3. My kitty was diagnosed with a corneal ulcer and was given a antibiotic drop, not much improved, so the following week a ointment zithromycin was given, this does seem to be helping much better as he is holding his eye at least half open now where before he wouldn’t open it at all, however they used a stain to locate the ulcer and I can now see it with my bare eye, does this indicate its healing or should I be alarmed, he has a vet appointment monday, however I will schedule a sooner appt if this is not indicative of the normal healing process. Thanks so much for your time! Please help, I feel horrible for my fur baby!

    • While it’s impossible for me to say whether the kitty’s eye is healing properly, having not seen it, I am a little concerned that you can see a defect, so, it wouldn’t hurt to make an appointment for a quick, interim checkup and possibly staining, just to be sure we’re not looking at a worsening. It’s not unusual for cats to have ulcers that are Herpesvirus-related. These viral complications may need additional components of therapy. Some may even require referral to a board-certified veterinary ophthalmologist. Thanks for reading, Dr. Randolph.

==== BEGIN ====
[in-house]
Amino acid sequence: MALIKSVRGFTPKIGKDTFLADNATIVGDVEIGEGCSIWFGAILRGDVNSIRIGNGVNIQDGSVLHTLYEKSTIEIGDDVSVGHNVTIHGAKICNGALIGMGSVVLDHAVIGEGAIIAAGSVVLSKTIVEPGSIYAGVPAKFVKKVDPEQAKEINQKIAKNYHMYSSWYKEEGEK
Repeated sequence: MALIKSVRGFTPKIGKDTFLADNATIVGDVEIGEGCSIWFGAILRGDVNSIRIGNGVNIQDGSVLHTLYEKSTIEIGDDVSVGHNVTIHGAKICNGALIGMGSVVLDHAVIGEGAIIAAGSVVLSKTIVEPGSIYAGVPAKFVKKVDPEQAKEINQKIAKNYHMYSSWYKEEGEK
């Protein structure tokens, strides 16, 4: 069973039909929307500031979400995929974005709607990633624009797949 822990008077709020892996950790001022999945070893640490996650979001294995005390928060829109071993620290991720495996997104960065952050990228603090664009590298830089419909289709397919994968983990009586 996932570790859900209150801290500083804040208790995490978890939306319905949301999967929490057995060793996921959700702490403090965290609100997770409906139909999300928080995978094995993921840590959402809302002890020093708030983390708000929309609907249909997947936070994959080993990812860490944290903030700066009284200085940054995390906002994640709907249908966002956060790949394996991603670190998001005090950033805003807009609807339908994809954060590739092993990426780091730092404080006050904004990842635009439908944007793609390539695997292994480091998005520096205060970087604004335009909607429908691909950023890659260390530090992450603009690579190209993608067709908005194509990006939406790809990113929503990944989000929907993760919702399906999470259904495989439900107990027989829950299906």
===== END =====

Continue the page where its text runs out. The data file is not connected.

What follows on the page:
4. I am wondering, the blood sample was taken from MY canine and is used as the serum. She has one “blind” eye. The eye with the ulcer had been operated on and has a lens. Now she is too old to do the other eye. BUT, would that serum possibly “help” the blind eye. I am thing “stem cells”. Is the Serum anything like stem cells? I am very frustrated by the return of the cataract to the operated on eye and the lack of anything that can be done for the eye that was just sketchy when the first operation was done and we hoped it would not develop further. Now they do not want to use anesthesia. She is very spunky, active and healthy otherwise.

  5. My cat was recently prescribed plasma drops along with Ofloxacin drops. The latter doesn’t seem to bother him but the plasma drops evidently do as he jerks almost immediately after applying it. Is this normal and how long should this therapy be used? We’re on week two and at times I feel he’s improving but it appears short lived. 1 or 1.5 days b4 I see him squinting again.

    • I’m guessing it’s the cold that is causing the plasma to induce a response. Because it has no preservatives and must be kept cold, that can be uncomfortable. You can put a small aliquot in a syringe and let it come to room temperature before administration. Duration of therapy is definitely a question only his attending doctor can answer, as it depends on the original diagnosis and response to therapy.